“Shrek Forever After,” the fourth and purportedly
final chapter in the most successful animated film series of all time,
That’s 41 percent less than the opening weekend
grosses of “Shrek the Third,” which also had a mid-May release date
back in 2007. The actual number of people who saw the new film from
DreamWorks Animation tumbled by more than half from its predecessor,
when ticket-price inflation and 3-D surcharges are taken into account.
“Shrek” wasn’t the only disappointment this weekend
as “MacGruber,” based on the “Saturday Night Live” skit parodying 1980s
television series “MacGyver,” posted the worst opening —
While bigger than most animated features, the launch
of “Shrek Forever After” was below even the most conservative estimates
going into the weekend, based on pre-release surveys. It wasn’t
immediately clear what led to the softer-than-expected start for the
picture, which once again featured the voices of
Possibilities include audience fatigue with sequels and with fast-rising ticket prices, particularly for 3-D pictures.
Those who saw “Shrek Forever After” gave it an average grade of A, according to market research company CinemaScore.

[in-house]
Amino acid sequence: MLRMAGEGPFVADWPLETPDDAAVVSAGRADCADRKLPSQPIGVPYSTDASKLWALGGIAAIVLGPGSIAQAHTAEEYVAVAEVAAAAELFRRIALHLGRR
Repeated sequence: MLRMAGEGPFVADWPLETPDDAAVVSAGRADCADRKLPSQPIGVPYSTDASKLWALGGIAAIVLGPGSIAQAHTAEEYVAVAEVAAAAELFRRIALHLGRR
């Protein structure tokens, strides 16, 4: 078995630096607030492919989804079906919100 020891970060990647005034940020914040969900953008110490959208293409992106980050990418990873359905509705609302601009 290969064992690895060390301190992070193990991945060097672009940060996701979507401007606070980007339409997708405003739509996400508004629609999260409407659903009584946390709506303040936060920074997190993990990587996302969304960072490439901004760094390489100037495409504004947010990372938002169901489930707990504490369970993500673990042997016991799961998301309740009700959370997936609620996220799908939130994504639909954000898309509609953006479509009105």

But after its weak start, “Forever After” has a tough climb just to reach the
Internationally, the story may be different.
Although it won’t open in most foreign markets until late June and
July, after soccer’s World Cup, the new “Shrek” movie launched in
“This was on the low end for a ‘Shrek’ film,”
DreamWorks Animation worldwide marketing chief Anne Globe said of the
domestic start. “But we’re very optimistic that (‘Forever After’ is) on
its way to becoming a worldwide hit.”
executives are likely glad they have developed other franchises such as
“Kung Fu Panda” and “How to Train Your Dragon” that can replace
“MacGruber,” meanwhile, set a new low in the
undistinguished commercial history of movies based on “Saturday Night
Live” skits. Even “The Blues Brothers” had a bigger opening in 1980,
when ticket prices were a fraction of what they are today.
Financed by Relativity Media through its Rogue Pictures label for less than
“We wanted to do more, but the production costs were minimal and we took a shot,” said Relativity marketing President
“Robin Hood” didn’t fall off too quickly the weekend
after its tepid start, as ticket sales for the big-budget adventure
(c) 2010, Los Angeles Times.
Visit the Los Angeles Times on the Internet at http://www.latimes.com/
Distributed by McClatchy-Tribune Information Services.